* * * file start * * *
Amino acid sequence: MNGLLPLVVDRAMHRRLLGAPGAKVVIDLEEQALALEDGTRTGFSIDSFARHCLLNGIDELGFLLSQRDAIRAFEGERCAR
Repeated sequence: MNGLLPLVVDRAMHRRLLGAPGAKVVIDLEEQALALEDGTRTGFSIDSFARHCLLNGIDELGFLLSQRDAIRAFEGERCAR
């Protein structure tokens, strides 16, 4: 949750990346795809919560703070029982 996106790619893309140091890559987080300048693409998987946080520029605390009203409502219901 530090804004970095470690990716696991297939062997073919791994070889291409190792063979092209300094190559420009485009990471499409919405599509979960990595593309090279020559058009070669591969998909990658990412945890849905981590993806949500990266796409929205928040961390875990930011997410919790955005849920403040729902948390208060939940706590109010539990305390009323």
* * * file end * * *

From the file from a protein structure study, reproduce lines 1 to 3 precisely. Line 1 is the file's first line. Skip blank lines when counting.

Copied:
Amino acid sequence: MNGLLPLVVDRAMHRRLLGAPGAKVVIDLEEQALALEDGTRTGFSIDSFARHCLLNGIDELGFLLSQRDAIRAFEGERCAR
Repeated sequence: MNGLLPLVVDRAMHRRLLGAPGAKVVIDLEEQALALEDGTRTGFSIDSFARHCLLNGIDELGFLLSQRDAIRAFEGERCAR
């Protein structure tokens, strides 16, 4: 949750990346795809919560703070029982 996106790619893309140091890559987080300048693409998987946080520029605390009203409502219901 530090804004970095470690990716696991297939062997073919791994070889291409190792063979092209300094190559420009485009990471499409919405599509979960990595593309090279020559058009070669591969998909990658990412945890849905981590993806949500990266796409929205928040961390875990930011997410919790955005849920403040729902948390208060939940706590109010539990305390009323």